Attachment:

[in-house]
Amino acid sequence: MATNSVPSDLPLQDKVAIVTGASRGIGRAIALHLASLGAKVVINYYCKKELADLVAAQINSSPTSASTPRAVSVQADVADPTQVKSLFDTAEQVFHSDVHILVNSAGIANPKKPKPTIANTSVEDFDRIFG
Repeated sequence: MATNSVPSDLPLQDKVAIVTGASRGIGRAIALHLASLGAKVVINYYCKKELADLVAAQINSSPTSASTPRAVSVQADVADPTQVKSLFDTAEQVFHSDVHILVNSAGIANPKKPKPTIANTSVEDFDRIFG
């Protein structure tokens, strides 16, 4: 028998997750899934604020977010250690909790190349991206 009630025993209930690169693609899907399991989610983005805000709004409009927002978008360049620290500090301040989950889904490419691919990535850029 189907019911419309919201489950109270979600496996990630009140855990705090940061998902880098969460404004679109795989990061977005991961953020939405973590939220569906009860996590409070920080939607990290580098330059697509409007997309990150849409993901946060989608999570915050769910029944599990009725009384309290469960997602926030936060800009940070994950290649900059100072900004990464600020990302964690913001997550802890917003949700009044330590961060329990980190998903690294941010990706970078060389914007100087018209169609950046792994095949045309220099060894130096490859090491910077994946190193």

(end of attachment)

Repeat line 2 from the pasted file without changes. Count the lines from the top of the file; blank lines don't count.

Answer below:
Amino acid sequence: MATNSVPSDLPLQDKVAIVTGASRGIGRAIALHLASLGAKVVINYYCKKELADLVAAQINSSPTSASTPRAVSVQADVADPTQVKSLFDTAEQVFHSDVHILVNSAGIANPKKPKPTIANTSVEDFDRIFG